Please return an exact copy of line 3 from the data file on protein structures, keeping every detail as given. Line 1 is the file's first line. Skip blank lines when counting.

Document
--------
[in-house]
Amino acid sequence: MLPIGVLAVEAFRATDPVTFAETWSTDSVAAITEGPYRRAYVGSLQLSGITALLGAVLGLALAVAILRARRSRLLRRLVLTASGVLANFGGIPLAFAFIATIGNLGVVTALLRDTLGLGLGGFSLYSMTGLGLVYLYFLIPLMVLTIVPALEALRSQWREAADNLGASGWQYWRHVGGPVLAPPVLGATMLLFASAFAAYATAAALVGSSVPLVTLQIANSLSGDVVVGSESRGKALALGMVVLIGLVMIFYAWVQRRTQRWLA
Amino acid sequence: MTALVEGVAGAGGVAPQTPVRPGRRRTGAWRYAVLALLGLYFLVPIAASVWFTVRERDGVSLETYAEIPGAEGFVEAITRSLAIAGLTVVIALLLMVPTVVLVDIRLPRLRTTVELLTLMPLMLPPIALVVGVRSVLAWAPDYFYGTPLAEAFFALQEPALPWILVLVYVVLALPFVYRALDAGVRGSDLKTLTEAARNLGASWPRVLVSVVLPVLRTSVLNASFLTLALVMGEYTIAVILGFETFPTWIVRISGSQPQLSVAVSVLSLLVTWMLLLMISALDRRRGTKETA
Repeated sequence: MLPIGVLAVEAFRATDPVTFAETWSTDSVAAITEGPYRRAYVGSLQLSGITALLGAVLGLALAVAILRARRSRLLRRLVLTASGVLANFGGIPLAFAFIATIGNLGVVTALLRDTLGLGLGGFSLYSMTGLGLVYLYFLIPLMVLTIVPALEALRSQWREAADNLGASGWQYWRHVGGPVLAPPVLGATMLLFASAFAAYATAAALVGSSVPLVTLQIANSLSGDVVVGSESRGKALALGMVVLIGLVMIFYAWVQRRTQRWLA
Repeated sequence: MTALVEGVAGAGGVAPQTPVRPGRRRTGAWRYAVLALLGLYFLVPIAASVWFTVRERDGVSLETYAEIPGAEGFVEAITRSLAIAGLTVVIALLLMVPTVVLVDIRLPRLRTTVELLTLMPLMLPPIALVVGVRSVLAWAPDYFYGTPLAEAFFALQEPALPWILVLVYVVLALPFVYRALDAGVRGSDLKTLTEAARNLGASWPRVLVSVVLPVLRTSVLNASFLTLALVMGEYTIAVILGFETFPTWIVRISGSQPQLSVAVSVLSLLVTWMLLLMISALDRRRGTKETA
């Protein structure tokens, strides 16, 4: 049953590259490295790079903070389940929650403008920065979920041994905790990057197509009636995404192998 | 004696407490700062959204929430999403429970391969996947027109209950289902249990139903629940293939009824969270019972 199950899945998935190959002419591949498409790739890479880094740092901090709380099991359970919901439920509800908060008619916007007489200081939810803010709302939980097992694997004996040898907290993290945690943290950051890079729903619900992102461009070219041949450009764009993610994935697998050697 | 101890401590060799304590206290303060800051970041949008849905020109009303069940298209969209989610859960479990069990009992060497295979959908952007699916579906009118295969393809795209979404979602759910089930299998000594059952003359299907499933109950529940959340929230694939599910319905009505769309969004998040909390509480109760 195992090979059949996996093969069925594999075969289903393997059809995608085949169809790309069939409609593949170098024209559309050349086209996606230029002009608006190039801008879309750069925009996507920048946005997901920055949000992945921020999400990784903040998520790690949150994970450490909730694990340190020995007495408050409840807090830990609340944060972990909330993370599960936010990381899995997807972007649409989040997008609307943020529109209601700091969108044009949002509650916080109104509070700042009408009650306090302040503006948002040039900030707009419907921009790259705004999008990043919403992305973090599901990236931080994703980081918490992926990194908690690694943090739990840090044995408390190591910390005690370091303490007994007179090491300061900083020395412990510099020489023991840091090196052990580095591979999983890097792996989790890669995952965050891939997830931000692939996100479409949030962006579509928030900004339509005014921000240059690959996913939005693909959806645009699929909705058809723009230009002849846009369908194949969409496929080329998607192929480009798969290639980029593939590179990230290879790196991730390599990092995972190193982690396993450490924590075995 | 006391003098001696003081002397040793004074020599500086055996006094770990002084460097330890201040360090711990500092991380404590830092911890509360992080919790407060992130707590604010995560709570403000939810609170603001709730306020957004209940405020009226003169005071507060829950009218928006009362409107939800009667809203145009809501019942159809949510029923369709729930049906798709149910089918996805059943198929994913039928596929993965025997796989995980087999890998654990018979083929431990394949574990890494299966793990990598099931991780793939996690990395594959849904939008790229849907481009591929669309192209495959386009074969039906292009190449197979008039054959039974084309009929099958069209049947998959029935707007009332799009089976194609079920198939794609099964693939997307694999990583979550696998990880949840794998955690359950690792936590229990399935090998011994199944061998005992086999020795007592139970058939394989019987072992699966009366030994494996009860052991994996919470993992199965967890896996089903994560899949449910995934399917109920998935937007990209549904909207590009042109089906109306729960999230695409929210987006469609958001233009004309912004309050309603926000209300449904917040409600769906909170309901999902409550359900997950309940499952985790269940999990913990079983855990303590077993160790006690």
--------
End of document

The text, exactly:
Amino acid sequence: MTALVEGVAGAGGVAPQTPVRPGRRRTGAWRYAVLALLGLYFLVPIAASVWFTVRERDGVSLETYAEIPGAEGFVEAITRSLAIAGLTVVIALLLMVPTVVLVDIRLPRLRTTVELLTLMPLMLPPIALVVGVRSVLAWAPDYFYGTPLAEAFFALQEPALPWILVLVYVVLALPFVYRALDAGVRGSDLKTLTEAARNLGASWPRVLVSVVLPVLRTSVLNASFLTLALVMGEYTIAVILGFETFPTWIVRISGSQPQLSVAVSVLSLLVTWMLLLMISALDRRRGTKETA